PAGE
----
I’m not much of a sports fan, but I live with one, and the hours he’s spent listening to sports talk radio are...well...let’s just say a lot of chores could have been done in that time.
And while I don’t really get it, I know sports radio means a lot to a lot of folks. In fact, it garners a kind of loyalty that most of us in journalism can only dream of.
We saw that on full display Tuesday morning when in the middle of programing on TSN 1040 the station was abruptly yanked from the air with an announcement informing listeners (and staff) that the station, in its current form, would be “reprogrammed.”
Bell Media, which owns the station, aired the following recorded statement: “This was a difficult decision but the reality of the quickly evolving broadcast media landscape in Canada have made this change unavoidable. We want to thank our on-air personalities, advertising partners and sponsors, and everyone who has contributed to this station, but especially we want to thank you, our listeners.”
And just like that, the entire staff was let go. The tweets and social media posts came fast and furious.
The Vancouver station was just the latest in Bell’s sweep of layoffs across the country. Since the start of this month, it’s handed pink slips to more than 200 employees.
And while Bell was cancelling TSN 1040 (known as Team 1040) it was also cancelling its all-sports radio stations in Winnipeg and Hamilton.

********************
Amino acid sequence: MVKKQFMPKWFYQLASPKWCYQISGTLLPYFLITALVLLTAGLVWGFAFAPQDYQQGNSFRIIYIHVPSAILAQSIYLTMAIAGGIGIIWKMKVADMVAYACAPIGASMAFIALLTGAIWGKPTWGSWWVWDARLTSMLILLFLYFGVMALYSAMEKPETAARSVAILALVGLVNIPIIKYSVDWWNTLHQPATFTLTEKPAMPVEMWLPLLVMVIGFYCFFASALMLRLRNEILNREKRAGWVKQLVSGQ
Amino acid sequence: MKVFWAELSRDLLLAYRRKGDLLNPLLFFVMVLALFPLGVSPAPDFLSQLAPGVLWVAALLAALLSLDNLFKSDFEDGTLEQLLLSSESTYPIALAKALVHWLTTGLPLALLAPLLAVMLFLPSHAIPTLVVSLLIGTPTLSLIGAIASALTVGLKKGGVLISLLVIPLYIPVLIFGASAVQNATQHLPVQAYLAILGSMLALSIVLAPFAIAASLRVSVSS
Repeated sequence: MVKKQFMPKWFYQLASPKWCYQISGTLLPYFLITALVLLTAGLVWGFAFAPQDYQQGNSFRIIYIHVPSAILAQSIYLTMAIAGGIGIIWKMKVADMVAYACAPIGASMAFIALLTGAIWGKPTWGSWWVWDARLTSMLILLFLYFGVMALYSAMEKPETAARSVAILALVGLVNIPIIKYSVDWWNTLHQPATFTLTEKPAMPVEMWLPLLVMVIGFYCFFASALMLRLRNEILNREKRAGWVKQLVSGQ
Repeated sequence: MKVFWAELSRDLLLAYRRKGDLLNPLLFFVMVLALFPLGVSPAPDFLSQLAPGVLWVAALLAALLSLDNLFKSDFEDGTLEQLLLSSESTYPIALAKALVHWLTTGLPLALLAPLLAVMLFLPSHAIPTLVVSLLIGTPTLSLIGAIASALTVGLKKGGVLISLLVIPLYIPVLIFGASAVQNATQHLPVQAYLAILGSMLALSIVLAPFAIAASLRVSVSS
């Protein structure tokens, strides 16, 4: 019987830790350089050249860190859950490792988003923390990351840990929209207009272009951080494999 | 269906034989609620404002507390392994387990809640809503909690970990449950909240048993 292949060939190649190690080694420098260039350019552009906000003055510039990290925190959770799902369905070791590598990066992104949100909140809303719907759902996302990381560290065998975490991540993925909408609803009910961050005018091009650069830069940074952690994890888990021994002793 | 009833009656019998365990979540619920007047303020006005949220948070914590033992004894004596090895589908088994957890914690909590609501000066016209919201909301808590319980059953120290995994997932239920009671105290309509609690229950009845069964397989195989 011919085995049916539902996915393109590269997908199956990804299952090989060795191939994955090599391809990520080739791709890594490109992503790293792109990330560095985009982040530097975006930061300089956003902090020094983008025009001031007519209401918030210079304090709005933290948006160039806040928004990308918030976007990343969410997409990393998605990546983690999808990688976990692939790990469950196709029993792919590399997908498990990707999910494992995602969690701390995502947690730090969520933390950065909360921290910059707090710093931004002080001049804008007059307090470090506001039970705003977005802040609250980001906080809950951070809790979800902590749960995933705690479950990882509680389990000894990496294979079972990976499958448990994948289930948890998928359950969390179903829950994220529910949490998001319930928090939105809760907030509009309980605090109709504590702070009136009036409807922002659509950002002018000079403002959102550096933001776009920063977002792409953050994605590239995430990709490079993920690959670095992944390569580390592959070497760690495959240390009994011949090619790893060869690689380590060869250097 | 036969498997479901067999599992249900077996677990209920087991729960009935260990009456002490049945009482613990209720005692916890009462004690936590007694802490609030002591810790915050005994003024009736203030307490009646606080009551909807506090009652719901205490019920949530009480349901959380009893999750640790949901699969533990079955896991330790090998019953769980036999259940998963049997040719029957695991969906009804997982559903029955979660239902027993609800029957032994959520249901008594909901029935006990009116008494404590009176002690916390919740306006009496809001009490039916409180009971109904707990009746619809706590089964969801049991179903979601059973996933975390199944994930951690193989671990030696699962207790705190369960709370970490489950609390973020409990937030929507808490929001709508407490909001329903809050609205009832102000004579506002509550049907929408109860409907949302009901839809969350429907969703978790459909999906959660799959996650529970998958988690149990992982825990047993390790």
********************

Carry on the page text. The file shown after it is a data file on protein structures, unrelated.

There’s rich irony in the fact these layoffs have been happening at about the same time Bell has been running its Let’s Talk campaign to promote mental health. One might ask, if Bell cared so much about people’s mental health then it wouldn’t be ...yeah, I get it. There’s business and then there’s charity. Let’s not talk about how one’s connected to the other.
Another bit of salt for the wound is the fact Bell has received $122.9 million from the federal government in wage subsidies during the pandemic while continuing to pay out regular dividends to shareholders, according to lobbyist registries as reported in the Toronto Star.
But what disturbs me most in all this is what will replace it.
I fear it was no coincidence that when our local hosts and commentators were shown the door on Tuesday morning, they were replaced with generic, American-based ESPN programming.
According to the Bell release, the channel in Hamilton will be rebranded as BNN Bloomberg radio, Vancouver and Winnipeg will go to comedy.
I’m not sure where those laughs are going to come from, but you can bet it won’t be local. And that’s the problem.
Bell is opting to streamline, in other words, provide the same content to everyone everywhere.
It’s the cheapest possible way do “journalism” because, while local journalists don’t make a ton of money, hiring real people to talk to other real people in a real community is still more costly than playing a recording of the same canned content that’s being played everywhere else.
I appreciate the need to find efficiencies. We’re doing that here at the News all the time. But I also appreciate the need to provide local content, not just because it’s good for us, but because people actually want it.
Team 1040 was a popular, highly-rated station, and the fact that’s not enough to ensure its survival speaks to something sorely amiss in supply/demand market forces.
We’ve seen this too often in local journalism where the supply/demand equation just doesn’t work, or maybe it would if we thought more critically about owner interests. Let’s Talk about that, Bell.
Eve Edmonds is the editor of the Richmond News.